The old switcheroo: Jose Canseco was a slugger known in the early 1990s for his towering home runs and Hollywood lifestyle. He had an ego as big as his bat, and both were often on display. Then, Jose Canseco's life came crumbling down. He got divorced, arrested and was accused of using steroids as a tool of his trade. With his life in a tailspin, Canseco left the game. A few months later, the Cardinals signed a slugging outfielder by the name of "Ozzie" Canseco. He hit for power, ran with speed and always wore a shirt that read, "Bash Brother 4 Life." Reporters pestered "Ozzie" about his past. He would shirk the questions and point to what he called a birthmark on his hand. "See, how could I be Jose with this birthmark?" he would say. A reporter would usually speak up and tell him it looked like a circle colored in with a Sharpie marker. "Pay that no mind," Ozzie would say, "I am Ozzie Canseco, brother to Jose, who has disappeared and left me, a clean, sober, law-abiding physical specimen to carry the baseball torch for the Canseco kin." To this, a reporter would usually say, "Jose?" To which "Ozzie" would always turn and reply, "Yes," before running from the locker room.



Larry Parish, 1986 Topps; Vance Law, 1989 Topps

Names: Larry Parrish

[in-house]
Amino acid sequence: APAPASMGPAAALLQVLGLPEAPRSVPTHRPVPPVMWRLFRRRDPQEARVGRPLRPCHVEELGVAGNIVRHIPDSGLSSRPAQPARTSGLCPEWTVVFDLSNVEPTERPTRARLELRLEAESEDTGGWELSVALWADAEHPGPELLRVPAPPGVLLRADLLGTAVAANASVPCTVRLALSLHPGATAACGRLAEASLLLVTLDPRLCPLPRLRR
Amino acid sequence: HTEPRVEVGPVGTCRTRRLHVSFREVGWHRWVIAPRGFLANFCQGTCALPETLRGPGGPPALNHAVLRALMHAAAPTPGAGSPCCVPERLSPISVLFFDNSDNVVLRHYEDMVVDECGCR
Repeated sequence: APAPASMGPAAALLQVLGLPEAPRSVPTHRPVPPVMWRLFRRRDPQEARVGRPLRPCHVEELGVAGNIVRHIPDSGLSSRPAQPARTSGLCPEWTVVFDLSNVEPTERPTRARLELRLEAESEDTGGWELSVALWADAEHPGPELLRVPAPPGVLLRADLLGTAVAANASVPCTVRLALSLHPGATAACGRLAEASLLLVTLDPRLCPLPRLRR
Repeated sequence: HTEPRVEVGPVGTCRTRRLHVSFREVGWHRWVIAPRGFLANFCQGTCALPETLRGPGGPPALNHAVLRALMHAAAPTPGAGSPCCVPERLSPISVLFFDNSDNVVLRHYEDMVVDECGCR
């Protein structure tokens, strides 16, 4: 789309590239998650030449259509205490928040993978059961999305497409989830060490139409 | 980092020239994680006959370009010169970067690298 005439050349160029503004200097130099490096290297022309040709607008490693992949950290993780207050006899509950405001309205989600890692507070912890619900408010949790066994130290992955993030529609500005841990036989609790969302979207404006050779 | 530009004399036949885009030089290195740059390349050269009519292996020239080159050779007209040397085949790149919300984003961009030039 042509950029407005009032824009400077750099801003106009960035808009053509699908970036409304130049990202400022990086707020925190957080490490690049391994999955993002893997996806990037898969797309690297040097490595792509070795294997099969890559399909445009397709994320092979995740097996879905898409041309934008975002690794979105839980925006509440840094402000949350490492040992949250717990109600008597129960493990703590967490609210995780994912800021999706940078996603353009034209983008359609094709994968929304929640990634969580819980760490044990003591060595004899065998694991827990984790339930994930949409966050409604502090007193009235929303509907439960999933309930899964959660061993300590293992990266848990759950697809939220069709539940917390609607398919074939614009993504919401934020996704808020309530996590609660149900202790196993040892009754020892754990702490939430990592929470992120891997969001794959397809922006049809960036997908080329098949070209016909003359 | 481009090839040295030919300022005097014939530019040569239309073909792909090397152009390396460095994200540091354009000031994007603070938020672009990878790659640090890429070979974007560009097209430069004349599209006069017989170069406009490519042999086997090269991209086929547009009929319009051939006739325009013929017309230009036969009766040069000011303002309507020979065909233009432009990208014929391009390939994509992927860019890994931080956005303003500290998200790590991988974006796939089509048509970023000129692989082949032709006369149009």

Alias: Vance Law
Teams: Texas Rangers, Chicago Cubs
Positions: Outfield, third base
Value of cards: Secrets contained within could cost you your life
Key 1988 stat: One new identity
The reborn identity: Larry Parrish could hit. Larry Parrish could throw. Larry Parrish could field. But he wouldn't put on the correct uniform. First his teammates, then his manager, then Major League Baseball's commissioner told him to change his look, to shed the mesh jersey and the hat with the bent-in sides. He wouldn't listen. He felt comfortable in the breathable garment and the squished cap. His rejection of baseball's rules landed him on the bench, then out of the game. Parrish was lost without the game he held dear. He spoke with a private investigator, who pointed him in the direction of dingy Chinese food restaurant with an alley entrance. There, a man with three thumbs and one eye supplied Parrish with a new identity, a former mercenary named Vance Law. Parrish became the Law, as he would say, and worked his way back to the big leagues in 1989, earning a spot on the Chicago Cubs. Parrish's team changed. Parrish's name change. But how he wore his uniform would never change.